Written by Timothy Kiprop Kimutai
Imagine a mountain-snow-peaked and isolated, called Cold Mountain, imagine its desolation, hear the sound of wolves and the growl of a lone bear. Imagine a farm at the foot of this mountain, with a girl and call her Ada, skilled in drawing still-life and playing piano, but inept with cooking and farming, at a loss in her new environment, having lived only in cities.
She is living with her father-a preacher, and one Sunday after one of his father’s sermons (too academic for any of the general populace to make any sense of), she walks outside church and a man looks at her. That man’s name is Inman. A brief conversation, embarrassing is what they have, but then there is one more meet-up where they share a kiss.
Then Inman gets drafted to war, and Ada’s father dies, and she is left alone to tend to a farm that had not even beforehand been run commercially but more as a pet fancy of the deceased. The war is horrendously cruel, men being ripped with bullets, bombs and bayonet, and dying in their numbers like flies. Inman is shot in the neck and as he is brought to the military hospital in a boxcar, no one, not even he believes he will make it alive.
He does. He recovers. And one day, after thinking long and hard about Cold Mountain and the girl Ada he left behind, he walks out of hospital and follows a most spectacular odyssey back home. A journey plagued by slaves and marauders, bounty hunters and witches, broke musicians and sickly widows. It speaks of a region in a severe moral decline, with the social fabric rapidly disintegrating with the future so uncertain as not to exist in the mind of anyone-everyone now living on a primeval predatory instinct, taking chances as they come, living one day at a time.
Ada, on the other hand, is a fish out of water when it comes to living on the farm. She even gets attacked and runs away from a rooster, knows nothing about growing crops or preparing for winter, and would have actually have starved were it not for the timely appearance of Ruby, dishevelled and straightforward, and able to make sustenance out of the impossible, a consequence of being abandoned by a footloose drifting father when she was three, and having to live alone in the wilderness like a bear cub. These two unlikely couple learn to live and respect one another, and for the first time in her life Ada learns how to be practical, and to grow food, and to cook!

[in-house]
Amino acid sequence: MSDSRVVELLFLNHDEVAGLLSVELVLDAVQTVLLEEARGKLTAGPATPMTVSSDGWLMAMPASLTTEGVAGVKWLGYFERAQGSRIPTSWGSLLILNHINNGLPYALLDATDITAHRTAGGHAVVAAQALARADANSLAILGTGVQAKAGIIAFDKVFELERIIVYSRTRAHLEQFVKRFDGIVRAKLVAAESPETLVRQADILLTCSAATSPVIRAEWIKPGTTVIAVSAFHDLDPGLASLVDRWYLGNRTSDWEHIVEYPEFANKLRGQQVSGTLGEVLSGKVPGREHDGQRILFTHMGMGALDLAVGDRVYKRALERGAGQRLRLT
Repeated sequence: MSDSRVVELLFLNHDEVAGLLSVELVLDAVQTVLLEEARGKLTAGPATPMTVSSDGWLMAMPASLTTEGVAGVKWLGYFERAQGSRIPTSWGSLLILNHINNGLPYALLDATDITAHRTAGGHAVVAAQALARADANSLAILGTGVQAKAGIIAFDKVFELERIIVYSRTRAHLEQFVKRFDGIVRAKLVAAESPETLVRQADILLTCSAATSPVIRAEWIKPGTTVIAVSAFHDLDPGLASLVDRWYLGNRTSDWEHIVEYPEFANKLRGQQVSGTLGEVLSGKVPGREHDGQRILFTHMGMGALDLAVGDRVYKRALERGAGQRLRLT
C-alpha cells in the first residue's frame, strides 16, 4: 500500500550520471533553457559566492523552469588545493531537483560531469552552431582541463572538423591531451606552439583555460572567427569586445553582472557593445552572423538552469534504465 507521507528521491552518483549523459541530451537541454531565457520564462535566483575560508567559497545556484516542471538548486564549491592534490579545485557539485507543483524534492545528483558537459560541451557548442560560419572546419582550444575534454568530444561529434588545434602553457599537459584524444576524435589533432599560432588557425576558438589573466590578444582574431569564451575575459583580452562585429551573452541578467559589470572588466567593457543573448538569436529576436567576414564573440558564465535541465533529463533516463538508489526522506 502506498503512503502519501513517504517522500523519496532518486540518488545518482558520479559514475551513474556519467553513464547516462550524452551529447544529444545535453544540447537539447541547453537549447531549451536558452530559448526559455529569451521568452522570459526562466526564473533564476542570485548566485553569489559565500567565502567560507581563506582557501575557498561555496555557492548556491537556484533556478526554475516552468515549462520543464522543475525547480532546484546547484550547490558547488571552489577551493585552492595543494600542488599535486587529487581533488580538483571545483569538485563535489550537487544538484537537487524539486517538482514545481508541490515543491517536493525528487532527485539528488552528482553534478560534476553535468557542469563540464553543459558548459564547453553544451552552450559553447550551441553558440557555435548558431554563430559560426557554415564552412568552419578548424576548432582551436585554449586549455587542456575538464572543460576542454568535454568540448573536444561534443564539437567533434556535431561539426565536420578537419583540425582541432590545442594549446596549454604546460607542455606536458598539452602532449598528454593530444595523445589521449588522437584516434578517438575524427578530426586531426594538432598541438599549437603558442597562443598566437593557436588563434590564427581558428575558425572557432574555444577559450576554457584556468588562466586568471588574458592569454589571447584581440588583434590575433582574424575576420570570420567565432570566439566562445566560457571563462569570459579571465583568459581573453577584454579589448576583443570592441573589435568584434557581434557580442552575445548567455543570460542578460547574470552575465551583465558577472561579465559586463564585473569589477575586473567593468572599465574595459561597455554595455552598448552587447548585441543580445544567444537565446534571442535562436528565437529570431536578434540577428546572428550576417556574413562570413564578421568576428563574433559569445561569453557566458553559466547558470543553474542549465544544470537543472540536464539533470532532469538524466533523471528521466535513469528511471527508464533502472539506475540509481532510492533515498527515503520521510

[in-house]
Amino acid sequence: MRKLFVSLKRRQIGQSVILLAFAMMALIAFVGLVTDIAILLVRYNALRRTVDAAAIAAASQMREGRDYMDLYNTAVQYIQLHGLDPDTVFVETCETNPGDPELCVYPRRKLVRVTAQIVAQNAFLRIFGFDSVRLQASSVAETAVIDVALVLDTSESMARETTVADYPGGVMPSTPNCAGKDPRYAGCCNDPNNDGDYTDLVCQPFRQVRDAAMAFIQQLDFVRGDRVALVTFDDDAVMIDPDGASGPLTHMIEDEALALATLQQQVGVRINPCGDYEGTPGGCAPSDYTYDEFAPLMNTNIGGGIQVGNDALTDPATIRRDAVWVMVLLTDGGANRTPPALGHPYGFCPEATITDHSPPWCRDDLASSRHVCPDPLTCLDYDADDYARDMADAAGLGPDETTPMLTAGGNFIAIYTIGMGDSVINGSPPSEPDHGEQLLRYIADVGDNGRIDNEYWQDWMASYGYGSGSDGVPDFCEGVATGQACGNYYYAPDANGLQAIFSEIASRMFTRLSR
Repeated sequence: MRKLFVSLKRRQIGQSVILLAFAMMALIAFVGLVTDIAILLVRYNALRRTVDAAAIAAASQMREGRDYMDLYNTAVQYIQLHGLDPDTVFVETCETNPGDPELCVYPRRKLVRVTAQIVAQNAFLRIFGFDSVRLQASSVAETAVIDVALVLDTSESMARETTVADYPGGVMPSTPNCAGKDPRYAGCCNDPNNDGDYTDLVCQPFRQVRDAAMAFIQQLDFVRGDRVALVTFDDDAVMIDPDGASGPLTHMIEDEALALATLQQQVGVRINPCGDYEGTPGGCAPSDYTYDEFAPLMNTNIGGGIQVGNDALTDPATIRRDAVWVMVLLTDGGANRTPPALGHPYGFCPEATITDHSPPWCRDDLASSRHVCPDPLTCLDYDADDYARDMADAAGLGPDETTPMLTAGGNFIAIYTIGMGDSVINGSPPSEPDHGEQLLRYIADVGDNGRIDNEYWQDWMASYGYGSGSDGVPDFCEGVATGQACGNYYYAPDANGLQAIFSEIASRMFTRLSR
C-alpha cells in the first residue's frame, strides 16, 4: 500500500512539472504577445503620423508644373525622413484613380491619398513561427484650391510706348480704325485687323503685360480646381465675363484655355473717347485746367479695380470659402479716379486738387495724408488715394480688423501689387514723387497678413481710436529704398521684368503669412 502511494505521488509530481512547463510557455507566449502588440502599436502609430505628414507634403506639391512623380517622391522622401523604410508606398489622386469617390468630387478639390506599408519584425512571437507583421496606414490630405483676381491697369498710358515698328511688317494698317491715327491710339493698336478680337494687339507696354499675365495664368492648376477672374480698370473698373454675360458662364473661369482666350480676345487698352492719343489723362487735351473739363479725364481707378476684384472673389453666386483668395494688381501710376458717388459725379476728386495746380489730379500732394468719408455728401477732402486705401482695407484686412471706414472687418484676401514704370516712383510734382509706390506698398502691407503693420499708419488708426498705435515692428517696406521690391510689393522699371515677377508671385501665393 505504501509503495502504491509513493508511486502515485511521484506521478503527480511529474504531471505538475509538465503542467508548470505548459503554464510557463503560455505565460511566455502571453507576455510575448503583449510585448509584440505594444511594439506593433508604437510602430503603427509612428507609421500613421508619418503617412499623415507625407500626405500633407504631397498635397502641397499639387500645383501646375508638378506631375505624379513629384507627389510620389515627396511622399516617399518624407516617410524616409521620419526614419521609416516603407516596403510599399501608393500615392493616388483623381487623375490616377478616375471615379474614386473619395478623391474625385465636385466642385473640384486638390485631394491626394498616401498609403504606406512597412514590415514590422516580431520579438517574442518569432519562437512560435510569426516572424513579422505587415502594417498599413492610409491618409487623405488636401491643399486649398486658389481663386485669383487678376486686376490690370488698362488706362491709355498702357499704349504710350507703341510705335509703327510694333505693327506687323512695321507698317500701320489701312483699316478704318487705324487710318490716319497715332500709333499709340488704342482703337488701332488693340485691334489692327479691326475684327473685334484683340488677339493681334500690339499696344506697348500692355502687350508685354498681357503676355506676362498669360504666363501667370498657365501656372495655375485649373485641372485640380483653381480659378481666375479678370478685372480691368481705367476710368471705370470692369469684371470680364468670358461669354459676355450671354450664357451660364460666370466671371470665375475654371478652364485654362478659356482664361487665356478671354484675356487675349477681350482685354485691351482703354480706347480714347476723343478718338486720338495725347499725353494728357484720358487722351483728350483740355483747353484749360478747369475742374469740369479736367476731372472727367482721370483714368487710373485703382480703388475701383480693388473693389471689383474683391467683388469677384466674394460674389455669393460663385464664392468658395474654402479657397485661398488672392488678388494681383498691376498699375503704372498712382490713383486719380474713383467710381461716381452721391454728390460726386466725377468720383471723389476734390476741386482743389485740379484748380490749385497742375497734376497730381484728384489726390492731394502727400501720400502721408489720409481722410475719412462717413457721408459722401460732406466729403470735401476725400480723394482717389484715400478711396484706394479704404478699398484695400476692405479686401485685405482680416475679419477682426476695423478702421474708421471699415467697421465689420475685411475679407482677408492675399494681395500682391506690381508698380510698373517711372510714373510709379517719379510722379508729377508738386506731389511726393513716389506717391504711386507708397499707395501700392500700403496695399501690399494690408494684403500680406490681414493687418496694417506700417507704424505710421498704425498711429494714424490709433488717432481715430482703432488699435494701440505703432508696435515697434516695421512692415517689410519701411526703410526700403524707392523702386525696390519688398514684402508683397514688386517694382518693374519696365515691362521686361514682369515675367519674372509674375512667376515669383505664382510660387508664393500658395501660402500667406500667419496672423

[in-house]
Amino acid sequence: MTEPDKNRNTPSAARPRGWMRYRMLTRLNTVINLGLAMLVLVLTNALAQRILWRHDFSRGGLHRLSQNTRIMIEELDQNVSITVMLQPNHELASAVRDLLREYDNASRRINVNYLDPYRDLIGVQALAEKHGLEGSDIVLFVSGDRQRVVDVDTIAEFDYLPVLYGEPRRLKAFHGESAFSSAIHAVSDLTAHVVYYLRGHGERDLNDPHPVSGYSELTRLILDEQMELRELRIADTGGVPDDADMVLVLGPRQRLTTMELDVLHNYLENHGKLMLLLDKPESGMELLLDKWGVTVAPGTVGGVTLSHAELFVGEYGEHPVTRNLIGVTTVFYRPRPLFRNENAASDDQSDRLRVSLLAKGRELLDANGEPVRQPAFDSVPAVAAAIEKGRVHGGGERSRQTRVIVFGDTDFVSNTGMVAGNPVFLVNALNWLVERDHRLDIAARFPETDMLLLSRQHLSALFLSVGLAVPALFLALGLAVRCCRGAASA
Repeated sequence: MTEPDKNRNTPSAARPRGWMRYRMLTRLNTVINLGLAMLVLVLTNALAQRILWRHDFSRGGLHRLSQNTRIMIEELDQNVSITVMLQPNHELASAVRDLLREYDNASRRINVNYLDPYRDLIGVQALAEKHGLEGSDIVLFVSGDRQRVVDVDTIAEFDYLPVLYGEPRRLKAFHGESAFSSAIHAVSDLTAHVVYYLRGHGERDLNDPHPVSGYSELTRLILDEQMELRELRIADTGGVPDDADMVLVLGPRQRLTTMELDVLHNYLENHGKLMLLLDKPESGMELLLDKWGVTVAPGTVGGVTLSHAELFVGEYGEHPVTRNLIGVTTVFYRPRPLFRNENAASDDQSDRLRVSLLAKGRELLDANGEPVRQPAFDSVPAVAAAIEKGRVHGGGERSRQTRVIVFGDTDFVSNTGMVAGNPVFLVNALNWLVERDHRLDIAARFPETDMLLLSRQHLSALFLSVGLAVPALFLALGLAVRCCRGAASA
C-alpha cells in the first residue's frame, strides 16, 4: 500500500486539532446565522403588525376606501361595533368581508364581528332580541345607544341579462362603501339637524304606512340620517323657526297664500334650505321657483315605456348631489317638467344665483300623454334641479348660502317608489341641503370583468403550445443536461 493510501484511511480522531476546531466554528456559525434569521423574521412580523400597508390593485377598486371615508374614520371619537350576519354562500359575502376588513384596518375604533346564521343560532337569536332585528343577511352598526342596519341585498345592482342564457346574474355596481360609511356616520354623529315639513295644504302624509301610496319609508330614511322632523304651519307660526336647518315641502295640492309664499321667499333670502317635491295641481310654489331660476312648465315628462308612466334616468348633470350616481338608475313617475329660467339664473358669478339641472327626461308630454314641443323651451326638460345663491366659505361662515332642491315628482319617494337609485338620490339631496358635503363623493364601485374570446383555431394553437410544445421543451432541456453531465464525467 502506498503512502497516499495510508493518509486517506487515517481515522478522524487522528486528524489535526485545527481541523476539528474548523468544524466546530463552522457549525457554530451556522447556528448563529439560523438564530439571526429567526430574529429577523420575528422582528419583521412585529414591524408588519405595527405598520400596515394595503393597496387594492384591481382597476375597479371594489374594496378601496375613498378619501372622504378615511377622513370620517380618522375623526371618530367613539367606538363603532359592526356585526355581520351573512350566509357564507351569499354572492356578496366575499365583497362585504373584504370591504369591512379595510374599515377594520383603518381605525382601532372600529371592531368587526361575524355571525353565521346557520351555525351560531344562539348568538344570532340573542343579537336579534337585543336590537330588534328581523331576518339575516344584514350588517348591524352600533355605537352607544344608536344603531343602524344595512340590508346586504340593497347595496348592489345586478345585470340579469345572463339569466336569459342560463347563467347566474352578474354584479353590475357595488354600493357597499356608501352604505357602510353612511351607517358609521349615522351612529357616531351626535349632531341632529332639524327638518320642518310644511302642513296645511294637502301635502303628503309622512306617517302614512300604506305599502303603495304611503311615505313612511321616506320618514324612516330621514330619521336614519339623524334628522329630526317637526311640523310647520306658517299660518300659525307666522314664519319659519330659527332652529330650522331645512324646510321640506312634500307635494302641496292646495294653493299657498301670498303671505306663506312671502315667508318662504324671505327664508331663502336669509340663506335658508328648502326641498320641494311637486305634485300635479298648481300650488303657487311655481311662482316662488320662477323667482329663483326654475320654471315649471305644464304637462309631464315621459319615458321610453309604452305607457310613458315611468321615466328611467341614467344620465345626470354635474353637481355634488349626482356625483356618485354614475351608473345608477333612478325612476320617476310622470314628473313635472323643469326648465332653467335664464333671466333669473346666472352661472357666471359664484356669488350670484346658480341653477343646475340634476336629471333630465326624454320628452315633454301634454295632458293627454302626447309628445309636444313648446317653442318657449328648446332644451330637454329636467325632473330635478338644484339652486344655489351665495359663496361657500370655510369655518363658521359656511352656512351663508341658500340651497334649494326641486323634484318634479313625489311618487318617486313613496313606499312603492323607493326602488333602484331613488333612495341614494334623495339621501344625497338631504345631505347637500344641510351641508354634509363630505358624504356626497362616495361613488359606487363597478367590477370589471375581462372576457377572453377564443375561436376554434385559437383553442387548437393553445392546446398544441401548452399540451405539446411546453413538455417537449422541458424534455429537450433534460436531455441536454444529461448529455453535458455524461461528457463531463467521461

The story swings like a pendulum between these two stories, that of Inman walking back home and being haunted by memories and thoughts only given to those who have seen the true face of war, and of Ada and Ruby, two women eking out a living in a farm at one of the most cruel and tumultuous times of history.
Cold Mountain is a story to be read at first, and then placed down on a table, as you close your eyes and hear angels beating their wings softly all around you. Never have I read such lyrical prose anywhere, never have I seen the pit of human emotion-struggle, hope, defeat and perseverance-being shovelled so fully out. It is a story that will tug your heart and make you cry, and it is a book that will demand to be read and re-read and re-read till you go crazy.
I live you with the novel’s first sentences:
“At the first gesture of morning, flies began stirring. Inman’s eyes and the long wound at his neck drew them, and the sound of their wings and the touch of their feet were soon more potent than a yardful of roosters in rousing a man to wake. So he came to yet one more day in the hospital war”